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What is rosacea?
Rosacea is a common skin disease that causes redness and selling on the face. Often referred to as “adult acne,” rosacea may begin as a tendency to flush or blush easily, and progress to persistent redness in the center of the face that may gradually involve the cheeks, forehead, chin, and nose. It also may involve the ears, chest and back. As the disease progresses, small blood vessels and tiny pimples begin to appear on and around the reddened area; however, unlike acne, there are no blackheads. When it first develops, rosacea may come and go on its own. When the skin doesn’t return to its normal color and when other symptoms, such as pimples and enlarged blood vessels, become visible, it’s best to seek advice from a dermatologist. The condition rarely reverses itself and may last for years. It can become worse without treatment.
How to recognize rosacea
Pimples of rosacea appear on the face as small, red bumps, some of which may contain pus. These may be accompanied by the development of many tiny blood vessels on the surface of the skin and persistent redness of the face. In more advanced cases of rosacea, a condition called rhinophyma may develop. The oil glands enlarge causing a bulbous, enlarged red nose and puffy cheeks. Thick bumps can develop on the lower half of the nose and nearby cheeks. Rhinophyma occurs less commonly in women.
Who is at risk for rosacea?
Those most likely to develop rosacea are fair-skinned adults, especially women, between the ages of 30 and 50, although it may affect women of any age and even children. For some unknown reason, women get rosacea more often than men, and some cases of this disorder have been associated with menopause. Rosacea usually develops over a long period of time.
Dos and Don’ts for rosacea patients
Avoid hot drinks, spicy foods, caffeine and alcoholic beverages. It’s important to note that although alcohol may worsen a case of rosacea, symptoms may be just as sever in someone who does not drink at all. This condition has been unfairly linked to alcohol.
Practice good sun protection. This includes limiting exposure to sunlight, wearing hats and using brood spectrum sunscreens with SPF 15 or higher and avoiding extreme hot and cold temperature, which may exacerbate the symptoms of rosacea.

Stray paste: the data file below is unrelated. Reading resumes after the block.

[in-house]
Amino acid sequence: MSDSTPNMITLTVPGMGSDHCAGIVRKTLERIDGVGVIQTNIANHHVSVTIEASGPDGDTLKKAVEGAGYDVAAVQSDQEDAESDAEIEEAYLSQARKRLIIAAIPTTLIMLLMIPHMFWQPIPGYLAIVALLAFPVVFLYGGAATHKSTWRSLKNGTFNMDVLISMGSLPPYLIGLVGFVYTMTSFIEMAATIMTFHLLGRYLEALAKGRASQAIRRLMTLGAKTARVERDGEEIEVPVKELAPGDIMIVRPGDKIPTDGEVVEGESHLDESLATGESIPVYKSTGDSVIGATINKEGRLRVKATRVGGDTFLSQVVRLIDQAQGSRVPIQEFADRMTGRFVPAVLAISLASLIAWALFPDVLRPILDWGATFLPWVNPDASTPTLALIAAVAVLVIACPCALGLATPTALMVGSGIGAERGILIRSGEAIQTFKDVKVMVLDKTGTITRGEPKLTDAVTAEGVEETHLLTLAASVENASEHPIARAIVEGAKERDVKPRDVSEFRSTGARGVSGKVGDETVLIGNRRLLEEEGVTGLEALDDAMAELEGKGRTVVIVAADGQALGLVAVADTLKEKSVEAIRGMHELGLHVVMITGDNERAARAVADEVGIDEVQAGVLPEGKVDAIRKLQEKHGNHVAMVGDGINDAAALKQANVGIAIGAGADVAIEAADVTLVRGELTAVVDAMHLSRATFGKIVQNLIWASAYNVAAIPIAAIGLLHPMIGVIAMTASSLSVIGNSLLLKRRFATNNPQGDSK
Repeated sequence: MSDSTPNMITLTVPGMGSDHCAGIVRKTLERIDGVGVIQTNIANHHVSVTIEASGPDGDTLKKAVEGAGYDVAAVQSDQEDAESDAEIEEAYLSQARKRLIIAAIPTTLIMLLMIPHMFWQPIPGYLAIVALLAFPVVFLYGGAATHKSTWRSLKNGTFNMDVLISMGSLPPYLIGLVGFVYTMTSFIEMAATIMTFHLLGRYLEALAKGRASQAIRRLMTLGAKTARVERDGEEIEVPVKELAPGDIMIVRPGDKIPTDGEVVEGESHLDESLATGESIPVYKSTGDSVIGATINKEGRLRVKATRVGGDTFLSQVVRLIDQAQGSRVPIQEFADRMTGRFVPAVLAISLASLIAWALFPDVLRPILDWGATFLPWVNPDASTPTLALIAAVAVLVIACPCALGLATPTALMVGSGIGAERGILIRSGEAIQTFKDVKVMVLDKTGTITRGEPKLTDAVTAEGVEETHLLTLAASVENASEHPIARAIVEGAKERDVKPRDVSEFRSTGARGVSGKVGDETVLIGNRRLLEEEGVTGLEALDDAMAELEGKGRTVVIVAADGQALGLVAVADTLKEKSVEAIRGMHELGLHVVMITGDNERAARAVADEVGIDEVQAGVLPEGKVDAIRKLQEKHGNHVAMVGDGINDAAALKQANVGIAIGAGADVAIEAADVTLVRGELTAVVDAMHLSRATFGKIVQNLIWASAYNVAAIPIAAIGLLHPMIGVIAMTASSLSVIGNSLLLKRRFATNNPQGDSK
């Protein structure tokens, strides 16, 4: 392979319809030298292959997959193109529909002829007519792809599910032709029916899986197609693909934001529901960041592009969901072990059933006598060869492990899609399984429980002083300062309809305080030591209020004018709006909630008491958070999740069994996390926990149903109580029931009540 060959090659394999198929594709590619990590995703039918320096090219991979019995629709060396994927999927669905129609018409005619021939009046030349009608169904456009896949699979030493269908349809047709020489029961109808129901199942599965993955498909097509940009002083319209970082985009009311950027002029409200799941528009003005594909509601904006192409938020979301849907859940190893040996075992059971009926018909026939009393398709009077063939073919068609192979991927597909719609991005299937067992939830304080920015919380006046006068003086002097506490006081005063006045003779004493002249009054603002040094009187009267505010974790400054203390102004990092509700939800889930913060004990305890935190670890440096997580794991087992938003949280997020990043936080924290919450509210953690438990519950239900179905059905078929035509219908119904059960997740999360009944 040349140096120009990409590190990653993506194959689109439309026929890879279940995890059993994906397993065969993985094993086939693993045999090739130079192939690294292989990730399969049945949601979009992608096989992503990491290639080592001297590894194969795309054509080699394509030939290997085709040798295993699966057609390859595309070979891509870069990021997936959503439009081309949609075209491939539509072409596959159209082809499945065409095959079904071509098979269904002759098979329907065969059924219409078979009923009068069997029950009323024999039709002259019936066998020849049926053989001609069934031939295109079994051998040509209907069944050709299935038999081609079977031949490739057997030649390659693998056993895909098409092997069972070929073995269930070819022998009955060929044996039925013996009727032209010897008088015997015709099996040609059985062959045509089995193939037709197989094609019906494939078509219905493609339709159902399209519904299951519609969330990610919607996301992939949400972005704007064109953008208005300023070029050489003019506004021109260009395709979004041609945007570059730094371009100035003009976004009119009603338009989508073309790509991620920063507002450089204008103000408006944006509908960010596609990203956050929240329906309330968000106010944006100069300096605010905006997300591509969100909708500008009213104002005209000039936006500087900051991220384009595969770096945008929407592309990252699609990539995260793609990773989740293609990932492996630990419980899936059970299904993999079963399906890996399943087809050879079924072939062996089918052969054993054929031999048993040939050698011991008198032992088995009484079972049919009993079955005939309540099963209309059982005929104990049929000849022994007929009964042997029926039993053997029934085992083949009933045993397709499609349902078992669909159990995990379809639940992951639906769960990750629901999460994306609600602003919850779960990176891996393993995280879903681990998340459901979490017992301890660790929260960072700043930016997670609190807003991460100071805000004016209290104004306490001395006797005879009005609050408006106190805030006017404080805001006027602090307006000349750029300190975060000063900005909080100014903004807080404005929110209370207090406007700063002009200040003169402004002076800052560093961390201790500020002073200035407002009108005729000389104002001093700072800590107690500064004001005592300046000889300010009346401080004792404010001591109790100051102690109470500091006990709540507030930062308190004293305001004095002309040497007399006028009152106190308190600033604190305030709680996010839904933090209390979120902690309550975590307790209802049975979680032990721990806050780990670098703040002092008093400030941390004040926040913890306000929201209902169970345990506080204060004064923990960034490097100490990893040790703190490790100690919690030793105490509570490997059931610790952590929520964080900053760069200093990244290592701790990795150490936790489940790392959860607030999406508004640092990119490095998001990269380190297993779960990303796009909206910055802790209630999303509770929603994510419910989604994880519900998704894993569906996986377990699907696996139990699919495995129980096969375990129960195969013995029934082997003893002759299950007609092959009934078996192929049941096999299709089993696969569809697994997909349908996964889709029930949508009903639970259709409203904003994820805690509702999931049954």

Avoid rubbing, scrubbing or massaging the face. Rubbing will tend to irritate the reddened skin.
Exercise in a cool environment. Don’t overheat.
Avoid irritating cosmetics and facial products. Use hair sprays properly.
Keep a diary of flushing episodes and not associated foods, products, activities, medications or other triggering factors.
Many people with rosacea are unfamiliar with it and do not recognize it in its early stages. Identifying the disease is the first step to controlling it. Self-diagnosis and treatment are not recommended, as some over-the-counter skin applications may make the problem worse. Dermatologists often recommend a combination of treatments tailored to the individual patient. Together, these treatments can stop the progress of rosacea and sometimes reverse it. The following are some of the options:
Gels and creams may be proscribed by a dermatologist. A slight improvement can be seen in the first three to four weeks of use. Greater improvement is usually noticed in two months.
Oral antibiotics tend to produce faster results than topical medications.
Cortisone creams may reduce the redness of rosacea. They should not be used for longer than two weeks and strong preparations should be avoided. It is best to use these creams only under the direction of your dermatologist.
The persistent redness may be treated with a small electric needle or by laser surgery to close off the dilated blood vessels.
Cosmetics may offer an alternative to the more specific treatment. Green tinted makeup may mask redness.
It’s important to eliminate factors that cause additional skin irritation. Daily facial products such as soap, moisturizers, and sunscreens should be free of alcohol or other irritating ingredients. Moisturizers used along with topical medications should be applied very gently after the medication has dried. When going outdoors, especially on warm sunny days, sunscreens with an SPF of 15 or higher are necessary.
The key to successfully management of rosacea is early diagnosis and treatment. It is also important to follow all of your dermatologist’s instructions. Rosacea can be treated and controlled if medical advice is sought in the early stages. When left untreated, rosacea will get worse and may be more difficult to treat.